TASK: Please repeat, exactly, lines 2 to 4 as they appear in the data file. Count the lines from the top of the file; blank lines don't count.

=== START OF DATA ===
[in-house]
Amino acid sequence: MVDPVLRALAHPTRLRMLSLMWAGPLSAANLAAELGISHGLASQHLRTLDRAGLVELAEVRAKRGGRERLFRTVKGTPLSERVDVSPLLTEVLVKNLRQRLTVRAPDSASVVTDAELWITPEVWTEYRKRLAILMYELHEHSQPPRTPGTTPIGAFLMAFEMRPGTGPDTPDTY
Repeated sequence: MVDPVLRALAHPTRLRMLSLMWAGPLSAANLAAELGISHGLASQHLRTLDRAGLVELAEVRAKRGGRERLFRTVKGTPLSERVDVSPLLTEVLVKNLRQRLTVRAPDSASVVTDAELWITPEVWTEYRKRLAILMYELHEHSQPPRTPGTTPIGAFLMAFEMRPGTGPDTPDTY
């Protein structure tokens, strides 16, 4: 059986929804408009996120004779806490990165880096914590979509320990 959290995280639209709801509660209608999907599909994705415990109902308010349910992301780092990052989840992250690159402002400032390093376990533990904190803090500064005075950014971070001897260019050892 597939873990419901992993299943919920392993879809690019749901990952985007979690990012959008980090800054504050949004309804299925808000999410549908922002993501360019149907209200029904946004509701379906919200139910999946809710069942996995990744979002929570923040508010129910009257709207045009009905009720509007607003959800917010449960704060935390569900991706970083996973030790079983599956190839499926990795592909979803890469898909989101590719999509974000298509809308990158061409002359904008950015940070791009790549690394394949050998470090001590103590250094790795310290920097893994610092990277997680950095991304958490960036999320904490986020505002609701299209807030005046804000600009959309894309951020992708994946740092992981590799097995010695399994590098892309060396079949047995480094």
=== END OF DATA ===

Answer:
Amino acid sequence: MVDPVLRALAHPTRLRMLSLMWAGPLSAANLAAELGISHGLASQHLRTLDRAGLVELAEVRAKRGGRERLFRTVKGTPLSERVDVSPLLTEVLVKNLRQRLTVRAPDSASVVTDAELWITPEVWTEYRKRLAILMYELHEHSQPPRTPGTTPIGAFLMAFEMRPGTGPDTPDTY
Repeated sequence: MVDPVLRALAHPTRLRMLSLMWAGPLSAANLAAELGISHGLASQHLRTLDRAGLVELAEVRAKRGGRERLFRTVKGTPLSERVDVSPLLTEVLVKNLRQRLTVRAPDSASVVTDAELWITPEVWTEYRKRLAILMYELHEHSQPPRTPGTTPIGAFLMAFEMRPGTGPDTPDTY
């Protein structure tokens, strides 16, 4: 059986929804408009996120004779806490990165880096914590979509320990 959290995280639209709801509660209608999907599909994705415990109902308010349910992301780092990052989840992250690159402002400032390093376990533990904190803090500064005075950014971070001897260019050892 597939873990419901992993299943919920392993879809690019749901990952985007979690990012959008980090800054504050949004309804299925808000999410549908922002993501360019149907209200029904946004509701379906919200139910999946809710069942996995990744979002929570923040508010129910009257709207045009009905009720509007607003959800917010449960704060935390569900991706970083996973030790079983599956190839499926990795592909979803890469898909989101590719999509974000298509809308990158061409002359904008950015940070791009790549690394394949050998470090001590103590250094790795310290920097893994610092990277997680950095991304958490960036999320904490986020505002609701299209807030005046804000600009959309894309951020992708994946740092992981590799097995010695399994590098892309060396079949047995480094």